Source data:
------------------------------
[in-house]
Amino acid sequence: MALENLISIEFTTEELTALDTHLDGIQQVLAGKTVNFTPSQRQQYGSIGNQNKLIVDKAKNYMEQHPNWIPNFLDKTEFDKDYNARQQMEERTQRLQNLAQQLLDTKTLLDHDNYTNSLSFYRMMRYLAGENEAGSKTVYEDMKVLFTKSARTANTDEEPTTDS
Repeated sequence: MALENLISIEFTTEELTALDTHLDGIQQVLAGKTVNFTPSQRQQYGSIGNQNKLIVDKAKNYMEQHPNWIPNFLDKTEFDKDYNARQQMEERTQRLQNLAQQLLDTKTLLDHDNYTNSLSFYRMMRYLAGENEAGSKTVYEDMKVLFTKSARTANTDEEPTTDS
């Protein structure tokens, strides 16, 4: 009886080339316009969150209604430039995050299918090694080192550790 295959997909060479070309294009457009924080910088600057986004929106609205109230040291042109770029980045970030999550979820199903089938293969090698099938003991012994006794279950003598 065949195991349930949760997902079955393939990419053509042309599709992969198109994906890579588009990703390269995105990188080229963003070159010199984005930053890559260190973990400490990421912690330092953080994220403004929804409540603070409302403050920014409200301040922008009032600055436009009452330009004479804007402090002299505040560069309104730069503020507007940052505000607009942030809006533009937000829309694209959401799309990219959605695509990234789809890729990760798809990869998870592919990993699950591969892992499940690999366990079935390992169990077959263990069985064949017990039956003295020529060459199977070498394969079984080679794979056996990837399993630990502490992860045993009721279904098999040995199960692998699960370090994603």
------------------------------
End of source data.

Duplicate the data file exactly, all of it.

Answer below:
[in-house]
Amino acid sequence: MALENLISIEFTTEELTALDTHLDGIQQVLAGKTVNFTPSQRQQYGSIGNQNKLIVDKAKNYMEQHPNWIPNFLDKTEFDKDYNARQQMEERTQRLQNLAQQLLDTKTLLDHDNYTNSLSFYRMMRYLAGENEAGSKTVYEDMKVLFTKSARTANTDEEPTTDS
Repeated sequence: MALENLISIEFTTEELTALDTHLDGIQQVLAGKTVNFTPSQRQQYGSIGNQNKLIVDKAKNYMEQHPNWIPNFLDKTEFDKDYNARQQMEERTQRLQNLAQQLLDTKTLLDHDNYTNSLSFYRMMRYLAGENEAGSKTVYEDMKVLFTKSARTANTDEEPTTDS
């Protein structure tokens, strides 16, 4: 009886080339316009969150209604430039995050299918090694080192550790 295959997909060479070309294009457009924080910088600057986004929106609205109230040291042109770029980045970030999550979820199903089938293969090698099938003991012994006794279950003598 065949195991349930949760997902079955393939990419053509042309599709992969198109994906890579588009990703390269995105990188080229963003070159010199984005930053890559260190973990400490990421912690330092953080994220403004929804409540603070409302403050920014409200301040922008009032600055436009009452330009004479804007402090002299505040560069309104730069503020507007940052505000607009942030809006533009937000829309694209959401799309990219959605695509990234789809890729990760798809990869998870592919990993699950591969892992499940690999366990079935390992169990077959263990069985064949017990039956003295020529060459199977070498394969079984080679794979056996990837399993630990502490992860045993009721279904098999040995199960692998699960370090994603």